Solved: A loud classroom demonstration involves igniting a

Introductory Chemistry | 5th Edition | ISBN: 9780321910295 | Authors: Nivaldo Tro

Problem 99P Chapter 8

Introductory Chemistry | 5th Edition

  • 2901 Step-by-step solutions solved by professors and subject experts
  • Get 24/7 help from StudySoup virtual teaching assistants
Introductory Chemistry | 5th Edition | ISBN: 9780321910295 | Authors: Nivaldo Tro

Introductory Chemistry | 5th Edition

4 5 0 236 Reviews
11
2
Problem 99P

PROBLEM 99P

A loud classroom demonstration involves igniting a hydrogen-filled balloon. The hydrogen within the balloon reacts explosively with oxygen in the air to form water according to this reaction:

2 H2(g) + O2(g) → 2 H2O(g)

If the balloon is filled with a mixture of hydrogen and oxygen, the explosion is even louder than if the balloon is filled with only hydrogen; the intensity of the explosion depends on the relative amounts of oxygen and hydrogen within the balloon. Consider the molecular views representing different amounts of hydrogen and oxygen in four different balloons. Based on the balanced chemical equation, which balloon will make the loudest explosion?

Step-by-Step Solution:

Solution 99P :

Step 1:

Given reaction:

2 H2(g) + O2(g) → 2 H2O(g)

 

Here, we have to determine which balloon makes the loudest explosion, based on the balanced chemical reaction.

In the balloon, oxygen atom is represented in red color and hydrogen in white color.

Step 2:

Now, let’s examine all the balloons :

balloon (a)  :

It has 11 molecules of hydrogen and 2 molecules of oxygen :

We know to form 1 molecule of water, we need 2 molecules of hydrogen and 1 molecule of oxygen. We are given the reaction :

        2 H2(g) + O2(g) → 2 H2O(g)

Now, let’s calculate the number of moles of H2O that can be formed from 11 molecules of H2 :

                

                = 11 H2 

= 11 H2O.  

Now, let’s calculate the number of moles of H2O that can be formed from 2 molecules of O2 :

                

                = 2 O2 

= 4 H2O.  

From the above calculation, we see that there are enough molecules of H2 to form 11 molecules of H2O. Therefore, O2 is the limiting reactant. Thus, 4 molecules of water is formed during the explosion.

Step 3:

balloon (b) :

It has 8 molecules of hydrogen and 4 molecules of oxygen :

Now, let’s calculate the number of moles of H2O that can be formed from 8 molecules of H2 :

                

                = 8 H2 

= 8 H2O.  

Now, let’s calculate the number of moles of H2O that can be formed from 4 molecules of O2 :

                

                = 4 O2 

= 8 H2O.  

From the above calculation, we see that there are enough molecules of H2 to form 8 molecules of H2O. Therefore, O2 is the limiting reactant. Thus, 8 molecules of water is formed during the explosion.

Step 4 of 5

Chapter 8, Problem 99P is Solved
Step 5 of 5

Textbook: Introductory Chemistry
Edition: 5
Author: Nivaldo Tro
ISBN: 9780321910295

Introductory Chemistry was written by Patricia and is associated to the ISBN: 9780321910295. The answer to “A loud classroom demonstration involves igniting a hydrogen-filled balloon. The hydrogen within the balloon reacts explosively with oxygen in the air to form water according to this reaction:2 H2(g) + O2(g) ? 2 H2O(g)If the balloon is filled with a mixture of hydrogen and oxygen, the explosion is even louder than if the balloon is filled with only hydrogen; the intensity of the explosion depends on the relative amounts of oxygen and hydrogen within the balloon. Consider the molecular views representing different amounts of hydrogen and oxygen in four different balloons. Based on the balanced chemical equation, which balloon will make the loudest explosion?” is broken down into a number of easy to follow steps, and 104 words. This full solution covers the following key subjects: hydrogen, balloon, oxygen, explosion, filled. This expansive textbook survival guide covers 19 chapters, and 2045 solutions. Since the solution to 99P from 8 chapter was answered, more than 1869 students have viewed the full step-by-step answer. This textbook survival guide was created for the textbook: Introductory Chemistry, edition: 5. The full step-by-step solution to problem: 99P from chapter: 8 was answered by Patricia, our top Chemistry solution expert on 05/06/17, 06:45PM.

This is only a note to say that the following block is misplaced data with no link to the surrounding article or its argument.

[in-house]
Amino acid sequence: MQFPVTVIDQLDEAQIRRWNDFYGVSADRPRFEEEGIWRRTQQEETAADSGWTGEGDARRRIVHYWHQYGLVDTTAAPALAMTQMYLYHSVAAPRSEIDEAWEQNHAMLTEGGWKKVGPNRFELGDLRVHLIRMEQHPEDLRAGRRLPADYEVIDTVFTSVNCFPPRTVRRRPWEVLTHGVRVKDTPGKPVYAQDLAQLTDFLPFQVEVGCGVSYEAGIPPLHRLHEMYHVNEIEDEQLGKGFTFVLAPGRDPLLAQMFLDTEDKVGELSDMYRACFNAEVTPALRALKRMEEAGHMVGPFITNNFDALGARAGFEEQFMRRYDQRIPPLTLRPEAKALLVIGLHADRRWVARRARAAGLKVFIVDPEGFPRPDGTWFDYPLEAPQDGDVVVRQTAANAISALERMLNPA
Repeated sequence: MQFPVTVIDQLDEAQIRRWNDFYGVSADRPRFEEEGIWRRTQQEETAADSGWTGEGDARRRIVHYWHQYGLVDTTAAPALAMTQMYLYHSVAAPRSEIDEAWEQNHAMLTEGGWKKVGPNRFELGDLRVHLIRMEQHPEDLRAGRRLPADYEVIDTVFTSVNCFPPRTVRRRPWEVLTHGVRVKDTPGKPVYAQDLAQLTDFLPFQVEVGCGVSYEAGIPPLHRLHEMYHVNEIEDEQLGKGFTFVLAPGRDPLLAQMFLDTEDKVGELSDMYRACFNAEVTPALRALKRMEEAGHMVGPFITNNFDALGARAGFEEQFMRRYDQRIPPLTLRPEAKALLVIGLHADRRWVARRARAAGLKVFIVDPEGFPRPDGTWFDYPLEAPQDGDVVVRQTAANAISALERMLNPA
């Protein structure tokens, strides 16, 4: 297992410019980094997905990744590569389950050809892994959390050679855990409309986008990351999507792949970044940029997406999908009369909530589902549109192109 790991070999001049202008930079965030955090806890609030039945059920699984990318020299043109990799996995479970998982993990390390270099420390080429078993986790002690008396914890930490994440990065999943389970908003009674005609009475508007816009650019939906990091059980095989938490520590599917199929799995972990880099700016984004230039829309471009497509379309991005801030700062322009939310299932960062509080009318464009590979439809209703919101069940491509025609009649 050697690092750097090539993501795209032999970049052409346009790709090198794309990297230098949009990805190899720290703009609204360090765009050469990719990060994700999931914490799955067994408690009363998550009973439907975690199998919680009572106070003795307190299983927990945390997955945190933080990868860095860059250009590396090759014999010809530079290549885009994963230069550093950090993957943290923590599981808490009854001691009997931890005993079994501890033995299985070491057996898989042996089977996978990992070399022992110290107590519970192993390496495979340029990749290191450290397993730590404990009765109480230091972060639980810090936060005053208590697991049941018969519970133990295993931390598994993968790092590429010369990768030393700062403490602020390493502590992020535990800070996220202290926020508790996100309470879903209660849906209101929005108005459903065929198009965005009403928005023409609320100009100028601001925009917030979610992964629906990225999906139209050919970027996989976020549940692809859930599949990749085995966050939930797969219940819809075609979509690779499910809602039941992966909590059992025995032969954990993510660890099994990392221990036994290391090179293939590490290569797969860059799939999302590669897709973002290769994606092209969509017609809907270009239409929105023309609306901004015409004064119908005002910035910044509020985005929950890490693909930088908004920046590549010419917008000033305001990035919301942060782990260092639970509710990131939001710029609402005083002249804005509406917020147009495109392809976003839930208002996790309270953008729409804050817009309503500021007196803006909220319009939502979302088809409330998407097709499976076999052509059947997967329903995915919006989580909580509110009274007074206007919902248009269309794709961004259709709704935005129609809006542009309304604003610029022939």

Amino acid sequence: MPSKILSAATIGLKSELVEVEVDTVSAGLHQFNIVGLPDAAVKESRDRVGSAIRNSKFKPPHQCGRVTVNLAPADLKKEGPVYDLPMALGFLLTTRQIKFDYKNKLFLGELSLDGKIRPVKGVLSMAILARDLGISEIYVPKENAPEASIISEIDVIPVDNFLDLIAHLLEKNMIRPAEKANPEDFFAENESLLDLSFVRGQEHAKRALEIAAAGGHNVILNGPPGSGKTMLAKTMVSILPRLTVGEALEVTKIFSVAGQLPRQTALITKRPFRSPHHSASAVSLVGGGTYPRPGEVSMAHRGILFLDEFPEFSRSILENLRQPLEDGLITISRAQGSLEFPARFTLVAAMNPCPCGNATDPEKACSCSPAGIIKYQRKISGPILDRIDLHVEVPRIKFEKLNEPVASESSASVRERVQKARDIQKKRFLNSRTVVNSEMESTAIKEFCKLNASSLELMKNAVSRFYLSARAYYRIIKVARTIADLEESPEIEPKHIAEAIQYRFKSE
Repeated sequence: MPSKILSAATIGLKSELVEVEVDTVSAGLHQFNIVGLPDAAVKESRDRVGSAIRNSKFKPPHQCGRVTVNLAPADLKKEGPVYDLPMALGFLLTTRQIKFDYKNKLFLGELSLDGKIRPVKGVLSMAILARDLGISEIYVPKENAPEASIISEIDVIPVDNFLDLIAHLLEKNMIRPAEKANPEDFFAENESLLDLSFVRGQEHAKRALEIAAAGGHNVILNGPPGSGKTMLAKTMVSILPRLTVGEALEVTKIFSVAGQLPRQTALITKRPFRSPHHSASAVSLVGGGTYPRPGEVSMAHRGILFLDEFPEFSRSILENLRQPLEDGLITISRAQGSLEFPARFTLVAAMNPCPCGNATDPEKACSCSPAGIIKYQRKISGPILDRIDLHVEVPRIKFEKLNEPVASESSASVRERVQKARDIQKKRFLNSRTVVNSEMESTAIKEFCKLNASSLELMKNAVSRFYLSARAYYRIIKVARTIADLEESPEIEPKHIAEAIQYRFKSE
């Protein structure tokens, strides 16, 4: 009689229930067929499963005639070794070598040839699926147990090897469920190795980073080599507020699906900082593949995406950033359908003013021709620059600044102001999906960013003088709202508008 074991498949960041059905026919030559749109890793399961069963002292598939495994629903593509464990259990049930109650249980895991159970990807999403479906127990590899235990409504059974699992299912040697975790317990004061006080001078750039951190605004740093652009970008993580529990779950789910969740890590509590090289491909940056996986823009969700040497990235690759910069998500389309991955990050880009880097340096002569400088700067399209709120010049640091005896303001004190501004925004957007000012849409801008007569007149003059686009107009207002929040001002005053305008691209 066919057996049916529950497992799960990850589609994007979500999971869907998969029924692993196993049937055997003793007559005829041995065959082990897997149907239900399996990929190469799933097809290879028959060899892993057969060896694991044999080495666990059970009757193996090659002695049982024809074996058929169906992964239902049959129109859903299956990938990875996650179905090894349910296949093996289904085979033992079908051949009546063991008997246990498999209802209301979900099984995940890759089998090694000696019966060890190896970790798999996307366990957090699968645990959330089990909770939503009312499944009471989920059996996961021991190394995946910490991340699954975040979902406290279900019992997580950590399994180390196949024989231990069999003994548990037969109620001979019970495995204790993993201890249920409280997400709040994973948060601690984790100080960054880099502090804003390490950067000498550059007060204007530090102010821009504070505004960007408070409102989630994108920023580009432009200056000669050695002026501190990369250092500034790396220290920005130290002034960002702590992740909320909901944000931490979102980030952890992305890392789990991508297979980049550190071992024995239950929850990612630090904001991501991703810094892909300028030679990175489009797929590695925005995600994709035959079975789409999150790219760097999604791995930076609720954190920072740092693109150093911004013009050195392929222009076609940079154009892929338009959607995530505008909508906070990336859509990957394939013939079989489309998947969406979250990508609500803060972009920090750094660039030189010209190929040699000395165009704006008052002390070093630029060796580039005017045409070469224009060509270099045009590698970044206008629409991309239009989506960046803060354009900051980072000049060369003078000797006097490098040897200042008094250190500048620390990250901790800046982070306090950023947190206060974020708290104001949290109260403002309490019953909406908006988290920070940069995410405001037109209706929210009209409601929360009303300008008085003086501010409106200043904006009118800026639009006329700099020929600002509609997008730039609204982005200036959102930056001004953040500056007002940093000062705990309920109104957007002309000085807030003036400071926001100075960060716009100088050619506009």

×
Log in to StudySoup
Get Full Access to Introductory Chemistry - 5 Edition - Chapter 8 - Problem 99p

Forgot password? Reset password here

Join StudySoup for FREE
Get Full Access to Introductory Chemistry - 5 Edition - Chapter 8 - Problem 99p
Join with Email
Already have an account? Login here
Reset your password

I don't want to reset my password

Need help? Contact support

Need an Account? Is not associated with an account
Sign up
We're here to help

Having trouble accessing your account? Let us help you, contact support at +1(510) 944-1054 or support@studysoup.com

Got it, thanks!
Password Reset Request Sent An email has been sent to the email address associated to your account. Follow the link in the email to reset your password. If you're having trouble finding our email please check your spam folder
Got it, thanks!
Already have an Account? Is already in use
Log in
Incorrect Password The password used to log in with this account is incorrect
Try Again

Forgot password? Reset it here